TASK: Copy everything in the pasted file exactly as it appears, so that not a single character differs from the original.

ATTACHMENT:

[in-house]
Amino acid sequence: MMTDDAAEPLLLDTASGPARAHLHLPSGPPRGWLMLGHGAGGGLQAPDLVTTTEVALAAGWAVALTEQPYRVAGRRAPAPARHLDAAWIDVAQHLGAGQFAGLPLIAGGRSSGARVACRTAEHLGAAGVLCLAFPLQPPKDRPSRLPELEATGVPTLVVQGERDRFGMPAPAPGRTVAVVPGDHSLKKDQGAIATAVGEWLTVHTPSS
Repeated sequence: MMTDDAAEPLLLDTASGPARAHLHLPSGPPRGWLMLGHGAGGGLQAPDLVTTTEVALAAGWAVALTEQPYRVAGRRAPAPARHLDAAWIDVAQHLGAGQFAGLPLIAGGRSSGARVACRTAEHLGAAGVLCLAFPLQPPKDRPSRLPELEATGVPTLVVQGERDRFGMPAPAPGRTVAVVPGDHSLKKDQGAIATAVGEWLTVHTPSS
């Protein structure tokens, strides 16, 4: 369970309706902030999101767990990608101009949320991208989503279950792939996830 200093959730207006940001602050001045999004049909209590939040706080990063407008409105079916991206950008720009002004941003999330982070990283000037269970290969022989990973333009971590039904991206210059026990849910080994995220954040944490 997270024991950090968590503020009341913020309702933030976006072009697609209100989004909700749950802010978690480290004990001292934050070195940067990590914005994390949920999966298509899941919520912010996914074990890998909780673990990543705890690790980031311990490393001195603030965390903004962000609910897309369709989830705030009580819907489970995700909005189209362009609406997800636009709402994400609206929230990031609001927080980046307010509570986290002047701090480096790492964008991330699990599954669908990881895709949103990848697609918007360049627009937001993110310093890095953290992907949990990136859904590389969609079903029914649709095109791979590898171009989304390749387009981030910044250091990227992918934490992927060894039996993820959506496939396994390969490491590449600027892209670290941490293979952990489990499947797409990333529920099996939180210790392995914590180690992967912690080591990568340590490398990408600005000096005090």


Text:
[in-house]
Amino acid sequence: MMTDDAAEPLLLDTASGPARAHLHLPSGPPRGWLMLGHGAGGGLQAPDLVTTTEVALAAGWAVALTEQPYRVAGRRAPAPARHLDAAWIDVAQHLGAGQFAGLPLIAGGRSSGARVACRTAEHLGAAGVLCLAFPLQPPKDRPSRLPELEATGVPTLVVQGERDRFGMPAPAPGRTVAVVPGDHSLKKDQGAIATAVGEWLTVHTPSS
Repeated sequence: MMTDDAAEPLLLDTASGPARAHLHLPSGPPRGWLMLGHGAGGGLQAPDLVTTTEVALAAGWAVALTEQPYRVAGRRAPAPARHLDAAWIDVAQHLGAGQFAGLPLIAGGRSSGARVACRTAEHLGAAGVLCLAFPLQPPKDRPSRLPELEATGVPTLVVQGERDRFGMPAPAPGRTVAVVPGDHSLKKDQGAIATAVGEWLTVHTPSS
């Protein structure tokens, strides 16, 4: 369970309706902030999101767990990608101009949320991208989503279950792939996830 200093959730207006940001602050001045999004049909209590939040706080990063407008409105079916991206950008720009002004941003999330982070990283000037269970290969022989990973333009971590039904991206210059026990849910080994995220954040944490 997270024991950090968590503020009341913020309702933030976006072009697609209100989004909700749950802010978690480290004990001292934050070195940067990590914005994390949920999966298509899941919520912010996914074990890998909780673990990543705890690790980031311990490393001195603030965390903004962000609910897309369709989830705030009580819907489970995700909005189209362009609406997800636009709402994400609206929230990031609001927080980046307010509570986290002047701090480096790492964008991330699990599954669908990881895709949103990848697609918007360049627009937001993110310093890095953290992907949990990136859904590389969609079903029914649709095109791979590898171009989304390749387009981030910044250091990227992918934490992927060894039996993820959506496939396994390969490491590449600027892209670290941490293979952990489990499947797409990333529920099996939180210790392995914590180690992967912690080591990568340590490398990408600005000096005090």